UK Politics

Identity Politics Is Dead

Well it isn’t, but it should be.

Sunny surveys a week of whinging by “community leaders” and finds it distinctly dull. I’m rather taken, though, by the observation of one commentator that:

The point upon whining is that it is a very British habit, so you could say that the more you whinge and moan the more us pale-skinned natives will take you on board as part of the furniture.

Ted Cantle – the chair of the Institute of Community Cohesion – is also sparring with chubby Islamist, Faisal Bodi:

I think my main concern about Bodi’s approach, however, is his assertion that there is an “iron law that birds of a feather will flock together”. Some respondents to his column have gone so far as to suggest that such a view is “racist”. It is certainly a view that he appears to share with Nick Griffin of the BNP, who talks a lot about “people like us” and seems to depend upon the idea that people have a primordial or natural affinity to each other based on skin colour.

What really matters is what values we hold in common, not what we happen to look like, and the idea that all white, Asian, and black people share a common bond with one another that trumps all others at all times is ridiculous. So too is the notion that there is a “black community” or a “white community”, any more than a “Christian community” or a “Muslim community”. There is as much variation within such groups as between them.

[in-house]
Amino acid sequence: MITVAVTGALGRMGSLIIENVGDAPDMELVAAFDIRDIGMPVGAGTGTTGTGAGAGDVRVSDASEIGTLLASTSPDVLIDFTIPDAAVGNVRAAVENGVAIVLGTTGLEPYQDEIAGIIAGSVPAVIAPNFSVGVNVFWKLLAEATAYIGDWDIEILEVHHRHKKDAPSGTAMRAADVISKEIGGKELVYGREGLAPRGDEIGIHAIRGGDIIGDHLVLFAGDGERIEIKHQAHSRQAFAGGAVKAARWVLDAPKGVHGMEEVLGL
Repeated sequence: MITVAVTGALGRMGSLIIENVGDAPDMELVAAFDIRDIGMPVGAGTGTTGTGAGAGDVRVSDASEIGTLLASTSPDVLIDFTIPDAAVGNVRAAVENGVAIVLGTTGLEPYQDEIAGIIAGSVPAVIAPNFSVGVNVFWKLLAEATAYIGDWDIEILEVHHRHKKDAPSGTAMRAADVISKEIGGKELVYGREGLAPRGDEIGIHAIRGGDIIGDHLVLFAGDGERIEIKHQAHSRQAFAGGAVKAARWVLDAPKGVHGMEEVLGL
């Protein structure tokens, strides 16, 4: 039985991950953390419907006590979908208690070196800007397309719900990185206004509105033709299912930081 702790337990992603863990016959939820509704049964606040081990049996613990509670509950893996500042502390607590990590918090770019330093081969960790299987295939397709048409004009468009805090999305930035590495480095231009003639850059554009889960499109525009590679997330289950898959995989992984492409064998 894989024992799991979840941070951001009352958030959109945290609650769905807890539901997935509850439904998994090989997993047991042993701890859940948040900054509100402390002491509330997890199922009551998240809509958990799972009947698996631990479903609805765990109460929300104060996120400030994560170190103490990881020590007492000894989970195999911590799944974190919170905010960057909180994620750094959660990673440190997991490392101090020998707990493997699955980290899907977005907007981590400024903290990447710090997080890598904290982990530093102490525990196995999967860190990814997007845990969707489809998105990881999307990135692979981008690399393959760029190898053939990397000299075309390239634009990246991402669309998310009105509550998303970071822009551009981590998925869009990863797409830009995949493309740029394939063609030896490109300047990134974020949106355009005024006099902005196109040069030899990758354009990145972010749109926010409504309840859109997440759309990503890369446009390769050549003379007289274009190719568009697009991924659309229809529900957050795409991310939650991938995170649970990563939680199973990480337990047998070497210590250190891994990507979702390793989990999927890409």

“Identity politics” has had its day. More than 300 languages are spoken in London schools and over 100 in most of our principal cities. We must always try to maintain and protect cultural identities, but we now also have to promote what we hold in common. I do not support a top-down view of “Britishness”, which will inevitably homogenise, but we do need a stronger bond created by shared values.

By actively promoting interaction and shared experiences, we ensure that we can build a society that is by definition and of necessity also shared.